Beluga Whale Research #SnotForScience

Beluga whales are the friendliest, most majestic creatures you can see on your summer vacation to Churchill. There’s nothing quite like heading out on a Zodiac and spotting a pod of whales swimming along, so close you could almost reach out and touch them. But the warming climate has created a change in their environment, including increased chances of disease and a higher likelihood of becoming prey in the wild.

How are the whales dealing with these environmental changes?

Meet Justine Hudson, a University of Manitoba master’s student who is currently studying the beluga whale population in the Churchill River estuary. Her study is focused on collecting data on these whales and testing for cortisol, the stress hormone, in order to determine the whale’s stress levels and discovering potential causes for their stress.

Her study can help provide insight into the population of animals that helped earn Churchill the title of Beluga Whale Capital of the World. The more we learn about these curious and cute “canaries of the sea,” the more we can do to protect them and their habitat.

So how is she collecting data for this important study? Catching the whale’s snot!

While boating next to a pod of beluga whales, Hudson and her team collect samples by extending a petri dish attached to the end of a painter’s pole and catching the whale’s snot as it comes out of its blowhole. She says the inspiration for her study came from the popular SnotBot, a drone from Ocean Alliance that flies over whales and collects their snot for research.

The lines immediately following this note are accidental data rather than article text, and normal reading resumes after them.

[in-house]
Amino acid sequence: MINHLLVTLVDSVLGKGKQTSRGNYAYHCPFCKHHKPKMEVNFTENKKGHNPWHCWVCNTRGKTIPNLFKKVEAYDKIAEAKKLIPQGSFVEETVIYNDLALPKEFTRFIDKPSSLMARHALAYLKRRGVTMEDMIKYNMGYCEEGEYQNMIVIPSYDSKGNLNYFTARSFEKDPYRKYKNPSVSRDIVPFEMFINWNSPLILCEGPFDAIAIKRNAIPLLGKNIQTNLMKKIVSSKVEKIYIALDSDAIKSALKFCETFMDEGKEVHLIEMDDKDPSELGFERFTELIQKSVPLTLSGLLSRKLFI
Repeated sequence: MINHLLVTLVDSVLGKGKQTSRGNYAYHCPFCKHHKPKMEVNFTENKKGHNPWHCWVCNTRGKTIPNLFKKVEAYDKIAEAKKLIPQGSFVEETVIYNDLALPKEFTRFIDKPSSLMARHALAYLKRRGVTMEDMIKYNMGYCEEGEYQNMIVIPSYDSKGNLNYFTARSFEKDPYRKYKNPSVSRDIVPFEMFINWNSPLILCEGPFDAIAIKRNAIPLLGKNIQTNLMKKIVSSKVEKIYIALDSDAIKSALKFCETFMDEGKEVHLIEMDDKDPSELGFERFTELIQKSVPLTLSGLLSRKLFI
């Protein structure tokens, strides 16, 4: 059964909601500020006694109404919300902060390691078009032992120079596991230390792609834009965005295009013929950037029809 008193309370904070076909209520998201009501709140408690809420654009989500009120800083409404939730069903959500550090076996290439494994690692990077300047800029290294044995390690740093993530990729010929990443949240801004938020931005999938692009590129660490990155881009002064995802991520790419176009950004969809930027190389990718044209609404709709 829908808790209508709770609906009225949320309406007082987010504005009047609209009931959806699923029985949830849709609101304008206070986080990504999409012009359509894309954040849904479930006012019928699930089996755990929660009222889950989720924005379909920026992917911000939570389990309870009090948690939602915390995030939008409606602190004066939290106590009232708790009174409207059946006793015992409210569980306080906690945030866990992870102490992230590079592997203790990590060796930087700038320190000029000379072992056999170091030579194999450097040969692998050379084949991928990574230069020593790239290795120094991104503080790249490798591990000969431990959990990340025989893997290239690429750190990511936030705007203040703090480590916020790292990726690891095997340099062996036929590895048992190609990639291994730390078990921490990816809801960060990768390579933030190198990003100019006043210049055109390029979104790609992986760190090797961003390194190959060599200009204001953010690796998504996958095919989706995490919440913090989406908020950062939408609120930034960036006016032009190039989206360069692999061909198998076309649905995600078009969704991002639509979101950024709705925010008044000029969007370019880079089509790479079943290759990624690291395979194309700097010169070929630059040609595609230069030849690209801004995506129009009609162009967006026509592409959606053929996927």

Hudson and her team are actual booger snatchers. She also makes light of the humourous nature of her work by using an unofficial #SnotForScience hashtag on Twitter when she talks about her study.

Although it’s an unconventional way of collecting data, the snot itself is packed with various hormones, so it’s a literal goldmine of information.

Unlike previous means of collecting data, which includes getting samples of their blood, skin and feces, collecting the whale’s snot is easier to obtain. This way of collecting data is also more efficient and non-invasive, rather than the traditional ways of sedating, capturing and re-releasing the animal into the wild.

“... Because it’s so non-invasive, you’re able to get so much more information,” says Hudson.

From Hudson’s field collection in Churchill last July, her and her team were able to collect an impressive 233 samples for testing. She hopes to collect more samples this summer when she and her team head back up to Churchill, and intends to use bigger petri dishes after observing the diluted nature of the samples she collected in 2017. Hudson also hopes to collect samples from the same whales tested last year, to pool with previously collected samples to create more potent snot for testing.

Hudson has since discussed her study to others in the science community, is now travelling across Canada, talking about the importance of whale snot and her study, most notably at the International Arctic Change 2017 Conference in Quebec City. She hopes that the bizarre nature of whale snot will help create important conversations about the subarctic wildlife and the challenges they face.

“The more that people know (about the subarctic), the better,” says Hudson. “We have this beautiful Arctic playground that’s exciting to see.”

This summer during your Churchill adventure, make sure to look out for Hudson and her team and say hello as they collect valuable data about these amazing animals!

Click here for more information on how to plan your own beluga whale adventure in Canada’s North.

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